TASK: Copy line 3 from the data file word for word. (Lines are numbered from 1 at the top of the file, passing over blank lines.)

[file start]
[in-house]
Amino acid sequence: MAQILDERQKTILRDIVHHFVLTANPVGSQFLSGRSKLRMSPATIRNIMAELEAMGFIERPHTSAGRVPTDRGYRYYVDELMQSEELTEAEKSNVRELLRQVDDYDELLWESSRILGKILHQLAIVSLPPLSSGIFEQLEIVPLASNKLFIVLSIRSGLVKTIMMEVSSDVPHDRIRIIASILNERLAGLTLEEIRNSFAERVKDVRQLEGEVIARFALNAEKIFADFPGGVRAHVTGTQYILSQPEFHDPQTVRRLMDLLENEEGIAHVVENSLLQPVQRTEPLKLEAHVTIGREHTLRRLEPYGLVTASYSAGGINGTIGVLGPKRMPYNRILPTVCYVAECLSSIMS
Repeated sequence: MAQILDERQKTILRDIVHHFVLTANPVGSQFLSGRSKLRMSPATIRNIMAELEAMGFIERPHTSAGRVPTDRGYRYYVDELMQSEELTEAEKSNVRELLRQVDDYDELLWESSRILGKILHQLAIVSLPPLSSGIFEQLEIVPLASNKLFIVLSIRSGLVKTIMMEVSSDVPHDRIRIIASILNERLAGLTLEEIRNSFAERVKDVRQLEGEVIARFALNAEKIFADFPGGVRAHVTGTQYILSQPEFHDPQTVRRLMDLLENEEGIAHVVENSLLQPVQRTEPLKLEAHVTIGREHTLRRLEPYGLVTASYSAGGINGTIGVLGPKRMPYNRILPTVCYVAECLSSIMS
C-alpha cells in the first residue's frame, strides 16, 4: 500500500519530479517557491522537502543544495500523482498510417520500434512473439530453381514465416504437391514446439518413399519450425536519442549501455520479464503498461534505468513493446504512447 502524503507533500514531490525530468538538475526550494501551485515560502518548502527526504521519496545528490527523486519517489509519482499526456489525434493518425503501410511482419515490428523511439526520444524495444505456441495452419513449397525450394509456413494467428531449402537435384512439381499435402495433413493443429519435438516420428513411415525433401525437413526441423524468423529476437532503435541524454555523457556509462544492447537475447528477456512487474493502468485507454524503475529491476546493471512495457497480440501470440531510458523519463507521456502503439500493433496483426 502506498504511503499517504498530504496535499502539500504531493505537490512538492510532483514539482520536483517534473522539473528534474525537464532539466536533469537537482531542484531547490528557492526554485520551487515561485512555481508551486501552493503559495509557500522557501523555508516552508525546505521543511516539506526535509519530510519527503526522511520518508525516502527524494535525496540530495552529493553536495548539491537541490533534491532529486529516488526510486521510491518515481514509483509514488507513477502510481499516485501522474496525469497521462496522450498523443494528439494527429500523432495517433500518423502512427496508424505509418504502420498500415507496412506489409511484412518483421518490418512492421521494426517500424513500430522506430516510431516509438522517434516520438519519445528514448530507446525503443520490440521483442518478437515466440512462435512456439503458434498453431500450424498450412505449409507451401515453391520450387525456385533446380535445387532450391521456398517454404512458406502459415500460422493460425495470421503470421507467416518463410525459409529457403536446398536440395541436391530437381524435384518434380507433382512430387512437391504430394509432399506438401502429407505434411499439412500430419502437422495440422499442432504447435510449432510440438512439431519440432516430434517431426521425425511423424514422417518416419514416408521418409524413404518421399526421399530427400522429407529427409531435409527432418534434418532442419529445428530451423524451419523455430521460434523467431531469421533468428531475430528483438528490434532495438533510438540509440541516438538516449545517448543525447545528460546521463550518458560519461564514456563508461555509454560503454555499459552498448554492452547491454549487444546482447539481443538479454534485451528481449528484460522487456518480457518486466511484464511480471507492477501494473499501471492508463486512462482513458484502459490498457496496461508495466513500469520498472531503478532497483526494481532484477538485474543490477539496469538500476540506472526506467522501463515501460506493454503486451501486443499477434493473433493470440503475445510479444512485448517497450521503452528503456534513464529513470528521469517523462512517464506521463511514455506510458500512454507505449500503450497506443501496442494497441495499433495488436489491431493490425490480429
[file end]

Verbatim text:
Repeated sequence: MAQILDERQKTILRDIVHHFVLTANPVGSQFLSGRSKLRMSPATIRNIMAELEAMGFIERPHTSAGRVPTDRGYRYYVDELMQSEELTEAEKSNVRELLRQVDDYDELLWESSRILGKILHQLAIVSLPPLSSGIFEQLEIVPLASNKLFIVLSIRSGLVKTIMMEVSSDVPHDRIRIIASILNERLAGLTLEEIRNSFAERVKDVRQLEGEVIARFALNAEKIFADFPGGVRAHVTGTQYILSQPEFHDPQTVRRLMDLLENEEGIAHVVENSLLQPVQRTEPLKLEAHVTIGREHTLRRLEPYGLVTASYSAGGINGTIGVLGPKRMPYNRILPTVCYVAECLSSIMS